Over his last five games, Castillo is 10-for-21 with a pair of homers and five strikeouts.
"I've been feeling good lately," Castillo said. "I know I went through a tough [stretch]. I don't worry about it. I know I can hit a little bit. It's just time. It's going to come. If I don't hit, I'm good. If I hit, good. But all the time, I've got work to do behind the plate with my pitching staff."
D-backs manager Chip Hale said he thinks an opposite-field hit that Castillo had may have been what got him locked back in at the plate, but Castillo said he hasn't changed much.
"Not really," he said when asked about possible adjustments. "I think it's just time and confidence in myself. Just that hitting is going to come by feeling good and having good ABs and seeing the ball. I've had longer ABs, seeing more pitches. Don't try to think and everything is going to be there."
That philosophy worked well for Castillo on Saturday, and it appears he has a knack for big home runs against San Francisco.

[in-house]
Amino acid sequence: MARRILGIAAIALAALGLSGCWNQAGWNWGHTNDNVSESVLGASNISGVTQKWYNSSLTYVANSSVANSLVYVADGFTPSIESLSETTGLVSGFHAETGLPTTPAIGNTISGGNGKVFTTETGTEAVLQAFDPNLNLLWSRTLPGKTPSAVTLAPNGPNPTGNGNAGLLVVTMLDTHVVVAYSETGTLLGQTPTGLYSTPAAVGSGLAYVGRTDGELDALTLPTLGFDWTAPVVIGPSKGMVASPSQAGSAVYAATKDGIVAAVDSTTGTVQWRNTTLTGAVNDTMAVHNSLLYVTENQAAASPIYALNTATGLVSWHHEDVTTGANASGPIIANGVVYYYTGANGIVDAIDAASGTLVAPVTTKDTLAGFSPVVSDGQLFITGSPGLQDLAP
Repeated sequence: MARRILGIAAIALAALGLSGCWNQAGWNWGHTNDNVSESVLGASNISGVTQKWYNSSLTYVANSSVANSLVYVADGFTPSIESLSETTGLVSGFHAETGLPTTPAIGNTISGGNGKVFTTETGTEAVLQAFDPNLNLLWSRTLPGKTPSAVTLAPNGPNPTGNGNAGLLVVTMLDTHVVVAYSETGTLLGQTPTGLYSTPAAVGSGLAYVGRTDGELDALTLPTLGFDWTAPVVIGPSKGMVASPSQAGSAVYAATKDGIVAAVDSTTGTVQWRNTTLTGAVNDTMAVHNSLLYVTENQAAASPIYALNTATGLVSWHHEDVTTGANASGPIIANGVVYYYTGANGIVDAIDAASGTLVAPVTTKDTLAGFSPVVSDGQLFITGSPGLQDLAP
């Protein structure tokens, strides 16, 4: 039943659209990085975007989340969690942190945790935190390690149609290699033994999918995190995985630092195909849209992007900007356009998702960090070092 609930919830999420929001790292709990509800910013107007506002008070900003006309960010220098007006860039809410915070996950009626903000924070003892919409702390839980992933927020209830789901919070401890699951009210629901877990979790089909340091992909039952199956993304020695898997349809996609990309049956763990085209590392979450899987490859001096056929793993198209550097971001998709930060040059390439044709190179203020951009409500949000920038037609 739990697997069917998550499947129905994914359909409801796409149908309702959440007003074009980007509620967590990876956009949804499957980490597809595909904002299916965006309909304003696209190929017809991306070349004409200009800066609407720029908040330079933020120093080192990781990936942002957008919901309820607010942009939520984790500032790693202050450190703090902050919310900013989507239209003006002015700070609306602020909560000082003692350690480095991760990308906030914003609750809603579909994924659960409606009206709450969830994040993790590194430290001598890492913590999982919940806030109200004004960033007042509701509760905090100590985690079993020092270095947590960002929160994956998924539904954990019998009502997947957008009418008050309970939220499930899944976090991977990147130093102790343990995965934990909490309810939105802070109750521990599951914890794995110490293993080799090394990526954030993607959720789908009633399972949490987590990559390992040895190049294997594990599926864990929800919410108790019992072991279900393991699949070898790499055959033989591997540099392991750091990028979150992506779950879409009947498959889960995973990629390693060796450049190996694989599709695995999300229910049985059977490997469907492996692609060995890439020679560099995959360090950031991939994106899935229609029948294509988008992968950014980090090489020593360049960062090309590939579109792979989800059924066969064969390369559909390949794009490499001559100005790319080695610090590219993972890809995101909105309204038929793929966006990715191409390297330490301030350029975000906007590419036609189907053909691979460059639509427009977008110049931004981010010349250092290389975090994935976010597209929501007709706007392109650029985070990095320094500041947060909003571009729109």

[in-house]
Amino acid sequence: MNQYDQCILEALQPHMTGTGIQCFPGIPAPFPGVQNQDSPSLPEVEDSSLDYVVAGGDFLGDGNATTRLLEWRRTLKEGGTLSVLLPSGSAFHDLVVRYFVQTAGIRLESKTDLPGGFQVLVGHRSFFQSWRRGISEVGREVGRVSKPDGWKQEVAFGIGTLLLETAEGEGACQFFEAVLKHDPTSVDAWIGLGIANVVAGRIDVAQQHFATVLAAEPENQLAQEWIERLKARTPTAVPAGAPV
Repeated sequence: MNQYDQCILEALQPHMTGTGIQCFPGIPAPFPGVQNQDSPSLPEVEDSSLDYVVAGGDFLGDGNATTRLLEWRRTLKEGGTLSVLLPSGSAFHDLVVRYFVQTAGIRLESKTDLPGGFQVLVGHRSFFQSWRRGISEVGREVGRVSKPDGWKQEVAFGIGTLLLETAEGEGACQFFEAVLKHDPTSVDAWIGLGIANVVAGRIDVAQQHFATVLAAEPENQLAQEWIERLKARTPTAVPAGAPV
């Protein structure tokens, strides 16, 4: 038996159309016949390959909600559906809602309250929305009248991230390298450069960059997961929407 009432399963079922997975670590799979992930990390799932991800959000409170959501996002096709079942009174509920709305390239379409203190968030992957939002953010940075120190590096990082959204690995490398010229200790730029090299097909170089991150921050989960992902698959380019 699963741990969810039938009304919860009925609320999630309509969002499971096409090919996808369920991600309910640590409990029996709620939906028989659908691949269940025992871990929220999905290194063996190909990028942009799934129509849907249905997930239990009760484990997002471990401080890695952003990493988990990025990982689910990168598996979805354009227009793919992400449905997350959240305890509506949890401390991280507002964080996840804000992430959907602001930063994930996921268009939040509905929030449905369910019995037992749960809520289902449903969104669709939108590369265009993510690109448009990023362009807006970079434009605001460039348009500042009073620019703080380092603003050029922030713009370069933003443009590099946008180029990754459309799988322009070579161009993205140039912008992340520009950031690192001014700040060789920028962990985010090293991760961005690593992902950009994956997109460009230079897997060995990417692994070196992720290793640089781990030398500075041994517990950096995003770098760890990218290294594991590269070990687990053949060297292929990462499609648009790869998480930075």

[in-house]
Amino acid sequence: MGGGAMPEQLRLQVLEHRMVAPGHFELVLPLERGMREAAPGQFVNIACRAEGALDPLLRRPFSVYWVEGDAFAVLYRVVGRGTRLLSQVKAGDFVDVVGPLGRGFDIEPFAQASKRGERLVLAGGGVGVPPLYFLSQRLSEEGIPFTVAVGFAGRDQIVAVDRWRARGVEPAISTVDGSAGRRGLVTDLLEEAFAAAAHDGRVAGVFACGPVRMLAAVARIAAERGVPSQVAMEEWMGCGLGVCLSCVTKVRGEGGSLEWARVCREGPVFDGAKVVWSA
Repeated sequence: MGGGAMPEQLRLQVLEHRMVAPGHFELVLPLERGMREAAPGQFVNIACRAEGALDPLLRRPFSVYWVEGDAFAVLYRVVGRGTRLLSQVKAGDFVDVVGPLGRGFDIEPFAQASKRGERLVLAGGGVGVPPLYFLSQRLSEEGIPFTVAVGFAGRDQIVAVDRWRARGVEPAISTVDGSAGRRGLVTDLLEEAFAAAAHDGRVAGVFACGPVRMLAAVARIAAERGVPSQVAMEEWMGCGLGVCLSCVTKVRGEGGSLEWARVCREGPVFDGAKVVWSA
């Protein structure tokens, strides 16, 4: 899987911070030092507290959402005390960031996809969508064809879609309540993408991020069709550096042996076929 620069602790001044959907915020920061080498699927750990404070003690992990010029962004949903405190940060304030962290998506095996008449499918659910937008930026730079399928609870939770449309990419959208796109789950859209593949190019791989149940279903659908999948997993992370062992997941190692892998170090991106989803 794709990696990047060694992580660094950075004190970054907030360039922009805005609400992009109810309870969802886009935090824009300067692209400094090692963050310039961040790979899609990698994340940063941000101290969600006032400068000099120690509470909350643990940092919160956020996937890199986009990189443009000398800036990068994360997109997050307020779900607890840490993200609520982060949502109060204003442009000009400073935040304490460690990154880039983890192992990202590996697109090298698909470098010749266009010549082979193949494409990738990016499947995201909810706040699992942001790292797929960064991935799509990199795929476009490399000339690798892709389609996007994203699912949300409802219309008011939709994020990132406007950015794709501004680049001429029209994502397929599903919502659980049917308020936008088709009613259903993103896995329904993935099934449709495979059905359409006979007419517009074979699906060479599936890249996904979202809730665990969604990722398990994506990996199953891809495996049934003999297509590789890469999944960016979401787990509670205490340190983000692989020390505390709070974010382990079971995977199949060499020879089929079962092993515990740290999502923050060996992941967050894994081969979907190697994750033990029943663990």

Two of Castillo's 10 home runs this year have given the D-backs the lead in the seventh inning or later, and both were against the Giants. The other came April 20 off Madison Bumgarner at AT&T Park to help give the D-backs a 2-1 win.
Saturday, Castillo was the first hitter that Giants right-hander Hunter Strickland faced after being called upon with runners on first and second.
Strickland's first pitch was a slider that missed outside. Castillo fouled off a fastball to even the count, and Strickland then missed inside with a fastball.
The next pitch was a 95 mph fastball that Castillo hit into the bleachers in left.
"I wasn't thinking about hitting a homer," Castillo said. "His sinker is really good, so I was just trying to stay short and put the ball in play."
Castillo's blast ended the D-backs' six-game losing streak and for one night at least changed the mood in the home clubhouse.
"That's a huge hit for us right now," Hale said. "It's huge. It flips the whole thing around."